Editor’s note: This is the first in an ongoing series of posts about how executives should think about and execute improved customer service. Angelo Lombardi, a former COO of La Quinta Inns & Suites who worked for 25+ years in the hospitality industry, is passionate about helping companies improve the experiences of their customers. He currently collaborates with Medallia, the leader in customer-experience software and solutions.
Here’s a startling statistic: According to the 2015 Forrester Research index of customer experience, “Improving the customer experience is a strategic priority for 73% of businesses, yet only 1 percent of companies deliver an excellent customer experience.”
How can such a gap exist? 73% of companies claim a strategic priority that they aren’t achieving in the eyes of their customers. I believe that what’s missing for the majority of these businesses is sufficient understanding of the level of commitment and knowledge that it takes to turn the relationship with the customer into a competitive advantage.
Good service isn’t enough. Even great service will fall short if you haven’t taken the time to understand what the customer wants. You need to understand each customer so thoroughly — and at every touchpoint — that you can move from merely reacting to his or her wants and needs, to actually anticipating them. Because even if we assume that 73% of companies are doing a good job of customer service, you need to do a *great* job in order to stand out.
I learned this lesson the hard way a few years ago. In my role as chief operating officer at La Quinta, we had a company-wide initiative to improve the customer experience for our guests. It had strong executive support and the resources to make it happen.
Building upon what I thought the customer wanted, I tried to create training and processes around a standardized set of experiences that could be refined and reproduced across the company to provide the best possible experience for our guests.
Fortunately, we were working with some talented experts who took the time to gather deep customer insights and show me what our customers really wanted. They wanted personalization. They wanted “their experience,” not a canned, standardized one. Each guest was different; each interaction was unique.
I learned that no central organization, or codified set of processes, could deliver the “right” customer experience. Only employees who were best positioned to understand the context of an individual customer’s needs could. In that moment, we realized that before we could focus on our guests, we had to focus on our employees. Show our employees how to recognize our customers’ needs and create individual customer experiences tailored to those needs.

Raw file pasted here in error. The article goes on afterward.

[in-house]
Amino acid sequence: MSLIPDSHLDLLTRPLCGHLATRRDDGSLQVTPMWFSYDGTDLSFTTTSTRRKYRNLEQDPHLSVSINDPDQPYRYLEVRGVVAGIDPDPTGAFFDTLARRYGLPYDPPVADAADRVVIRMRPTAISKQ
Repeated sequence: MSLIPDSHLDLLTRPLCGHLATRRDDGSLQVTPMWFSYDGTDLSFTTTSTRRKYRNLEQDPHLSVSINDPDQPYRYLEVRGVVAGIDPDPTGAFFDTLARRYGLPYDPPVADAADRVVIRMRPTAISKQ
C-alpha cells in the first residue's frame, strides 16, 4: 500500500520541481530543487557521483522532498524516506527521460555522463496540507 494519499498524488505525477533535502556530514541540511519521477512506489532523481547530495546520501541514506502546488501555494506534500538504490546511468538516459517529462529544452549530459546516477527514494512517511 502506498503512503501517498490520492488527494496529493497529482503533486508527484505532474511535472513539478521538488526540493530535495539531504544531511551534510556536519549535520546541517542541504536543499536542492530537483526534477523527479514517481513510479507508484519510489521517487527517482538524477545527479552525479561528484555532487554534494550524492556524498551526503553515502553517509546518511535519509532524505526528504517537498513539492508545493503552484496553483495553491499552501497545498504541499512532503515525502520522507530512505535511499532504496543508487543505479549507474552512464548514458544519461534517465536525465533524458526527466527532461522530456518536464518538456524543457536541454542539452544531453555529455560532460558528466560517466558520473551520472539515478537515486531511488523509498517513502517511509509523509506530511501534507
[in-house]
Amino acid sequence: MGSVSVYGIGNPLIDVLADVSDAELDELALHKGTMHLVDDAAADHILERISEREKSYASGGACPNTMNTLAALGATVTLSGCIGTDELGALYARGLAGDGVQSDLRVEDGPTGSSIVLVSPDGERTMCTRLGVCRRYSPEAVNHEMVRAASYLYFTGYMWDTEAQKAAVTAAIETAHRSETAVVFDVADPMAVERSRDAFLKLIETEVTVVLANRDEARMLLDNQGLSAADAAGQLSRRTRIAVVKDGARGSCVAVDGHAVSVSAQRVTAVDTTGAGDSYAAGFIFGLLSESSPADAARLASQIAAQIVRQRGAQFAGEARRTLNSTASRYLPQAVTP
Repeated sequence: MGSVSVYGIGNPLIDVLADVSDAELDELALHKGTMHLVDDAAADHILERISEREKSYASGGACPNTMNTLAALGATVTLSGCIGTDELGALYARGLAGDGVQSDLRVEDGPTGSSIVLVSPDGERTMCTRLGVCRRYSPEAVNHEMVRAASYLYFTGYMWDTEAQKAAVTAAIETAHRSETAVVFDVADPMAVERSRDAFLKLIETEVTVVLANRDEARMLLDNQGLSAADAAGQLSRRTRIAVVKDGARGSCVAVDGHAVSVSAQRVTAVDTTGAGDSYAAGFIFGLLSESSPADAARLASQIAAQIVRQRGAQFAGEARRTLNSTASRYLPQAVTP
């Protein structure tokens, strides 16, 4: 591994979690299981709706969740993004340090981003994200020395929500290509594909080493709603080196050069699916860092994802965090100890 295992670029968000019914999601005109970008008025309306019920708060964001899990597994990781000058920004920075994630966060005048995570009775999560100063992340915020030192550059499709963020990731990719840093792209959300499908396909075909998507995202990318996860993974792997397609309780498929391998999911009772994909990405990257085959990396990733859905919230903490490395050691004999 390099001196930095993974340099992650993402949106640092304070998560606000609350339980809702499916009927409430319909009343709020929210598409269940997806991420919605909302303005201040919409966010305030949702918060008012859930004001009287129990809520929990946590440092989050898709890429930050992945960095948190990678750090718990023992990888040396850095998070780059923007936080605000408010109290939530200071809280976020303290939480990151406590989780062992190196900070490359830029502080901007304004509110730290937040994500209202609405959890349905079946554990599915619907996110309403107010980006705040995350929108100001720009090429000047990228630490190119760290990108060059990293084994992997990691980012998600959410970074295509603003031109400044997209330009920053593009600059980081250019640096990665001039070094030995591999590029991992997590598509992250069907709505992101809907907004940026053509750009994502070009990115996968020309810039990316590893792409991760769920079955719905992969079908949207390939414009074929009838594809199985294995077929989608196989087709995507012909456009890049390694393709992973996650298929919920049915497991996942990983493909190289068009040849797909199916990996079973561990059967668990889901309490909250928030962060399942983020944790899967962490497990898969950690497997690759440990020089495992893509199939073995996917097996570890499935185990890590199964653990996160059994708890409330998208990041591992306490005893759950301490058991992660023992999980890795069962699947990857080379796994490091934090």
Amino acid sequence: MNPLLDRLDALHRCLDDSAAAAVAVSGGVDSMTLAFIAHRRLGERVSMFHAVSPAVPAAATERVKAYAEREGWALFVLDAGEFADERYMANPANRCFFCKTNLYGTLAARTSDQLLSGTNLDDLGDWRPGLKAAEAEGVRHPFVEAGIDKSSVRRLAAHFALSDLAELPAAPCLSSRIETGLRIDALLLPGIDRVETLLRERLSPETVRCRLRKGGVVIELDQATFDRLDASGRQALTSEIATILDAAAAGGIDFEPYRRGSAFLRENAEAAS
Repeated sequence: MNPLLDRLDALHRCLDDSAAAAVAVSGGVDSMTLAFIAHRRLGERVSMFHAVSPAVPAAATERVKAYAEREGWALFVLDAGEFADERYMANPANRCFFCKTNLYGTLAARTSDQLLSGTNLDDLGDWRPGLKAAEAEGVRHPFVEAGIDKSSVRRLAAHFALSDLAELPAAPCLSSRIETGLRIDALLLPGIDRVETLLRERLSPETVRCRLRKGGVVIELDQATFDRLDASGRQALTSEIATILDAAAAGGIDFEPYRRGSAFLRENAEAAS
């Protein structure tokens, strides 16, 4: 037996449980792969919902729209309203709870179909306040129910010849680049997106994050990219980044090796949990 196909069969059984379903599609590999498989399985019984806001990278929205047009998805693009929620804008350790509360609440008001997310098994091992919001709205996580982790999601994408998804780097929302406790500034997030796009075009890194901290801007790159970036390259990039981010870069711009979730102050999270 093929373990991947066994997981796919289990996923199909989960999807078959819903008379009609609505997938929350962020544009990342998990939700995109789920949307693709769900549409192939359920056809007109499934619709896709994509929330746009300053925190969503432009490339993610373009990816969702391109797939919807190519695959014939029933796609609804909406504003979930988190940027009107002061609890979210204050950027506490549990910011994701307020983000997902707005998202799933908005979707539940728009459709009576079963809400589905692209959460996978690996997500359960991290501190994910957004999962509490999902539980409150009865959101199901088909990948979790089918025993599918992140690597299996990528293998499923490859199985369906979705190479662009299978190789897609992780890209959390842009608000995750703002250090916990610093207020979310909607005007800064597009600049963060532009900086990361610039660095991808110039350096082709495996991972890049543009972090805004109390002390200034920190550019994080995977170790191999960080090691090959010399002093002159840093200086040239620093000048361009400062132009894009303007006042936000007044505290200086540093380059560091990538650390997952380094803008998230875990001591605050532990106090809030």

Through a journey of learning, understanding and constant evolution, we changed from a customer-sympathetic company to a customer-centric one.
A sympathetic company knows its customers and understands what they want and will often consider the benefits to their customers when they are making meaningful decisions. Customer satisfaction scores are important to them and they value customer insights.
In a customer-centric organization, the customers are at the heart of most, if not all, of the key decisions. The impact of any decision is considered through the lens of the customer. The entire customer experience is considered and every touchpoint is scrutinized. In order to do this, customer-centric companies have deep insights into their customers’ needs and wants and keep them up to date, to reflect a constantly changing business environment.
Not only does a customer-centric organization collect customer satisfaction scores and data, it understands the relationship between the various aspects of the customer experience and loyalty. A customer-centric company uses this information to constantly adjust its business practices to ensure the customer is getting the right experience to drive loyalty and create an army of brand promoters.
A customer-sympathetic company will tell you how much it values their customers, while the customers of a customer-centric one will do it for them. Do you want happy customers or loyal ones? Do you want customer-friendly policies or a culture that puts the customer first?
If you’re a customer-sympathetic it’s time to take the next step and evolve to a customer-centric culture. There are many reasons to do it, including increasing revenue. In a Harvard Business Review article, “The Value of Customer Experience, Quantified,” Peter Kriss shows the annual revenue increase per customer based on his or her customer-experience score.
The difference between a 1 and a 7 is 50% more revenue. If you take the customer experience to a 10, she’ll spend 140% more in annual revenue.
If you want to join the elite ranks of the 1% that are rated by their customers as delivering an excellent customer experience, you need to turn it up to a 10. Your customers, and your shareholders, will thank you.